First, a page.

Modern cinema history is littered with the sad stories of filmmakers who began believing what their most devoted fans and critics said about them – and then self-consciously tailored their work accordingly.
When John Carpenter dreamt up Ghosts of Mars, he must have conceived it as the ultimate gift to his aficionados. Every single element in it belongs to his earlier work.
A tough law enforcer, Ballard (Natasha Henstridge), reluctantly teams up with a vicious criminal, Desolation (Ice Cube), to hold back a marauding mob of baddies, as in Assault on Precinct 13 (1976). In the air are formless spirits, reminiscent of The Fog (1980) and Prince of Darkness (1987), which take possession of the main characters and make everyone paranoid, as in The Thing (1982).
The list of self-references goes on and on. But no amount of recycling can disguise the fact that this is Carpenter's worst film, a bitter disappointment to those (like myself) who have championed him through thick and thin.
Nothing works in this travesty. The script by Carpenter and his regular collaborator Larry Sulkis establishes the intriguing premise of a matriarchal future, but this theme disappears almost as quickly as a wasted Pam Grier.
In a movie that bizarrely seems to be comprised of nothing but slow dissolves and laborious flashbacks-within-flashbacks, even the action scenes are lacklustre.
The latest craze in Cultural Studies departments around the globe is post-colonial horror – intergalactic or supernatural tales in which one species invades the land of another, and lives uneasily with the consequences. Spirits of various kinds are central to such films and their interpretation – undead traces of the past which never go away.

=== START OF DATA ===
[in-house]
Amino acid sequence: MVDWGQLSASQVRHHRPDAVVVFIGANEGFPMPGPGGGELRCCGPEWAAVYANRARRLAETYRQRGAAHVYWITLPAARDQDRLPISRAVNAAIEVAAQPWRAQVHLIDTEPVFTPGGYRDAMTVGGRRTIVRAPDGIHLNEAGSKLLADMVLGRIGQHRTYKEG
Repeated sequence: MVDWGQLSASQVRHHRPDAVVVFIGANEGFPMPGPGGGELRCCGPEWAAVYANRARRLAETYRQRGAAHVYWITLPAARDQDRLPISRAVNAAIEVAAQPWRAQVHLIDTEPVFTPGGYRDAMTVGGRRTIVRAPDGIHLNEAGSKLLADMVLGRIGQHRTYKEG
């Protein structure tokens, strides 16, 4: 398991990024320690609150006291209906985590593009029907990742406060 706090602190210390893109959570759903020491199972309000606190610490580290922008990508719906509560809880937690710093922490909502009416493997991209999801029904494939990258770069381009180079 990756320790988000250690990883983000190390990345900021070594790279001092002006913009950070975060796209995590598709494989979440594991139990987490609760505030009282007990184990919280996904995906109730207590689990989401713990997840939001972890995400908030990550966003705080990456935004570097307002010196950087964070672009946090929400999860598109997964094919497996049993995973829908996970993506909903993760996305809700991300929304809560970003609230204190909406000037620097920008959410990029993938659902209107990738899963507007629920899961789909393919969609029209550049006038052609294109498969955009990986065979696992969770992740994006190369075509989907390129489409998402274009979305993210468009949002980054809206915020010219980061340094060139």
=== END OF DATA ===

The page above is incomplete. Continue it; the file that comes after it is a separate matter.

Although it is too easy to go allegory-crazy and read every second horror or space invasion film as a post-colonial treatise, Ghosts of Mars would seem to be the perfect specimen for such analysis. However, it is precisely here that Carpenter's creative imagination most deserts him.
These ghosts who return to savage the colonists are rendered as bloodthirsty Goths from a kitschy Alice Cooper fantasy – they seemingly have no agenda other than to kill and dismember. And Carpenter gives the entire game away in a shameful scene where Ballard (Natasha Henstridge) exclaims: "This is all about dominion – and they don't own this planet anymore!"
It is possible – albeit generous – to take this line as a parody of American gung ho manners. Indeed, the portrait of these soldiers and crooks rampaging through a land, a history and a culture they scarcely understand often seems like a blackly comic premonition of what happened in Afghanistan.
Carpenter, however, long ago traded a belief in politics (of the left or right) for a hip, flip kind of cynicism. Back in the era of Escape from New York (1981), this seemed a cutting edge, punk gesture of amorality. Now it is just a tired, lazy old tune.
© Adrian Martin November 2001